is not likely that they enjoyed the spectacle to any great extent.
It can be said to Semmes' credit, however, that he showed these poor people all attention, and made them as comfortable as circumstances would permit.
About the 16th of November the Alabama sighted the island of Dominica, the first land she had made since leaving Terceira in the Azores.
Semmes now put his vessel under steam and ran for Martinique — where he expected to meet his coalship — passed close by the harbor of St. Pierre, to see that there were no United States ships-of-war there, and then into the harbor of Port de France, where he came to anchor.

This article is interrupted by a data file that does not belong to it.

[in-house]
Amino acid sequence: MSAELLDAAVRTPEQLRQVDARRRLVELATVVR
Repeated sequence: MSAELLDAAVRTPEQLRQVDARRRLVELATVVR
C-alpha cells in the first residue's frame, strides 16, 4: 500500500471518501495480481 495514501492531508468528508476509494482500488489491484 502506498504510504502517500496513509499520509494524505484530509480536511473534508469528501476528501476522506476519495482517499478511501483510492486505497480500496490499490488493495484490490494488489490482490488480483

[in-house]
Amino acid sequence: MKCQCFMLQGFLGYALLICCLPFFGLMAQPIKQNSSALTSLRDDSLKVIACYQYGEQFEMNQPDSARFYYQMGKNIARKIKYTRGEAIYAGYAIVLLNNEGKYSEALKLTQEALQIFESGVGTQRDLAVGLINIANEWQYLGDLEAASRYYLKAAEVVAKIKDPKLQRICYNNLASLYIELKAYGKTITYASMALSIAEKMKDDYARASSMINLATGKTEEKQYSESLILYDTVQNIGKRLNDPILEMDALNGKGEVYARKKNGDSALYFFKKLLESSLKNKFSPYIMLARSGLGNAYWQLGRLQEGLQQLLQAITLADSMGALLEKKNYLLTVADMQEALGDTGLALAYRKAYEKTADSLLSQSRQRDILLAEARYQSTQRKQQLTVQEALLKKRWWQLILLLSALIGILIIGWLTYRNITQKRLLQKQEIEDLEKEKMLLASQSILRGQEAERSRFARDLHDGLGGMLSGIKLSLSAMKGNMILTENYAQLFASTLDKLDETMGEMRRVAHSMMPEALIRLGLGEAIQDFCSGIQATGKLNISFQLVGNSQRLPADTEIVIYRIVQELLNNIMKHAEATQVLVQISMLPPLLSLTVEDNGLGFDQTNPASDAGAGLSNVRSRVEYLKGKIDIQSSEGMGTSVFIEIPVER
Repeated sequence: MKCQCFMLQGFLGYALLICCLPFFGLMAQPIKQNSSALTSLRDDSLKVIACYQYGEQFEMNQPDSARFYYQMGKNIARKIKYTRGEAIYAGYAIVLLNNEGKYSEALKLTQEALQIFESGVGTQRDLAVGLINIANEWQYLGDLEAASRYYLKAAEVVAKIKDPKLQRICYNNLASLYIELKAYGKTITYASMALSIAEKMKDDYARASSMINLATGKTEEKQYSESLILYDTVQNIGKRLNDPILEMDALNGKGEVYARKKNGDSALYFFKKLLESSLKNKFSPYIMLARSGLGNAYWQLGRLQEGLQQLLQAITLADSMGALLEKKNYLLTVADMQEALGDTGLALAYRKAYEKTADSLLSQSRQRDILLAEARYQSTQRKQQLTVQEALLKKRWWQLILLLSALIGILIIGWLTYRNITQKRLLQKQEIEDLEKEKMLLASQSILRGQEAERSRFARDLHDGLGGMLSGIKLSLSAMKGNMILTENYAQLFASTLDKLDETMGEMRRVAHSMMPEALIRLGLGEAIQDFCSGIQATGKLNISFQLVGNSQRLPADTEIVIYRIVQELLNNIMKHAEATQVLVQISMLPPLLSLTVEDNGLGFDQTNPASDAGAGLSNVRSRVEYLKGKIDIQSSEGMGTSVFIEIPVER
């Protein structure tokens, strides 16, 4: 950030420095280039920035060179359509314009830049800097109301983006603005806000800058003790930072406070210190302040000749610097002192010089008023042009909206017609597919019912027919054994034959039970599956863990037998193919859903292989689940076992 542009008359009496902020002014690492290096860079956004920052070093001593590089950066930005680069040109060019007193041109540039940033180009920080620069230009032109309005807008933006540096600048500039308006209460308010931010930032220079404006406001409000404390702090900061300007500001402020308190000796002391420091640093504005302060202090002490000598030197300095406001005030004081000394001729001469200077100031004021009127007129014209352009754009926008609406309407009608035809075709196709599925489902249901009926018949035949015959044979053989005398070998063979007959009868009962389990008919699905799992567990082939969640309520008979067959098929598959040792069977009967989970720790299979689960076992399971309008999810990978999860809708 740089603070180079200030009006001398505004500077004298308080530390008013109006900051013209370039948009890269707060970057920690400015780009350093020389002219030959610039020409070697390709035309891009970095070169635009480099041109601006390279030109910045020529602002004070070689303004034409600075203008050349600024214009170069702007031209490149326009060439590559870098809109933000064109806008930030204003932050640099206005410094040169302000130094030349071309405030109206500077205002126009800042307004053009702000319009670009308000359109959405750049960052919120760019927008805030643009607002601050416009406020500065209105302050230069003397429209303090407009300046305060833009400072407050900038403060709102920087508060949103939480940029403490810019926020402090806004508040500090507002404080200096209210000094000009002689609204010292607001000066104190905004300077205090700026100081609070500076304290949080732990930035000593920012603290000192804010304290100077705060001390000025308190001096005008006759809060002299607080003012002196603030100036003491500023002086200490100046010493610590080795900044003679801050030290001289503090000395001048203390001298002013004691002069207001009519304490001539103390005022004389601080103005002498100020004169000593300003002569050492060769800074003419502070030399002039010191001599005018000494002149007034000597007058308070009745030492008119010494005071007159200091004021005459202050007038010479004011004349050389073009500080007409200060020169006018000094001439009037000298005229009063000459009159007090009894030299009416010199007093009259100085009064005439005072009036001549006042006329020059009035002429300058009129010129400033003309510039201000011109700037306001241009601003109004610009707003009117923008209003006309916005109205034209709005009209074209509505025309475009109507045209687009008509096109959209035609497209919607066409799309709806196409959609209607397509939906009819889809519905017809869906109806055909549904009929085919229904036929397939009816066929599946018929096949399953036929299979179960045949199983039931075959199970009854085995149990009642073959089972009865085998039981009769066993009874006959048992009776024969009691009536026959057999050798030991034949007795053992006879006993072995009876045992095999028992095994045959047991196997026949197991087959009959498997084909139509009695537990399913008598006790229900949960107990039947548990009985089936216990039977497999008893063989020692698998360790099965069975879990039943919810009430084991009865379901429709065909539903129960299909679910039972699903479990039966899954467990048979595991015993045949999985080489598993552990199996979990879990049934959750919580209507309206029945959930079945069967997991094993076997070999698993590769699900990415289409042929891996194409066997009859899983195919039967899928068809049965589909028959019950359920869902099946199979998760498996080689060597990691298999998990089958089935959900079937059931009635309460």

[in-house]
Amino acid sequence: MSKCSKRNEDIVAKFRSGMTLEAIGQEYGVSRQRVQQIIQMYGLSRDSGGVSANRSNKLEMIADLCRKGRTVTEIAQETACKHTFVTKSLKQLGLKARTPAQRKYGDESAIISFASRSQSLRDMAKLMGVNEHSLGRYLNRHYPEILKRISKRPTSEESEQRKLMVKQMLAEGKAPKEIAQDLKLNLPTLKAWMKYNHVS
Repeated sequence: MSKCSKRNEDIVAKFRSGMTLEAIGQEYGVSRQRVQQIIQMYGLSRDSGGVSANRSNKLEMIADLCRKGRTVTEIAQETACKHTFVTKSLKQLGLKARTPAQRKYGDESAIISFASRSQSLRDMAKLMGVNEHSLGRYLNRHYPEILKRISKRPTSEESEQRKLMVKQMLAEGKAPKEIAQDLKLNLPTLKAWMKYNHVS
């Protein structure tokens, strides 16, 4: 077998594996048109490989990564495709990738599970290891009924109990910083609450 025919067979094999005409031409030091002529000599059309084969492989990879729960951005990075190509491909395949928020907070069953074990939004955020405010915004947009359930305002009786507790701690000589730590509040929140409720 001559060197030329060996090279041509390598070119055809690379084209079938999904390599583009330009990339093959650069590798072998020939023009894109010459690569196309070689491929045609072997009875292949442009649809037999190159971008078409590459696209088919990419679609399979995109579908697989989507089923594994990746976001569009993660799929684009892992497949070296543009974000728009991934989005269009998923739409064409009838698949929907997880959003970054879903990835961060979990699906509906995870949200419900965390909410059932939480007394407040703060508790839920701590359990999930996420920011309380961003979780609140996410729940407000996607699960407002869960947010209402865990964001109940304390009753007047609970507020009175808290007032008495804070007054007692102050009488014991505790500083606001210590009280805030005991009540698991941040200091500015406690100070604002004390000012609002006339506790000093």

Here the Alabama landed her prisoners and took on board what stores she needed; but Semmes did not attempt to coal his vessel in this port, as he feared the appearance of an American man-of-war.
This precaution was well taken, for the coal-ship had hardly got clear of the Island when the U. S. steamer San Jacinto appeared off the entrance to the harbor and b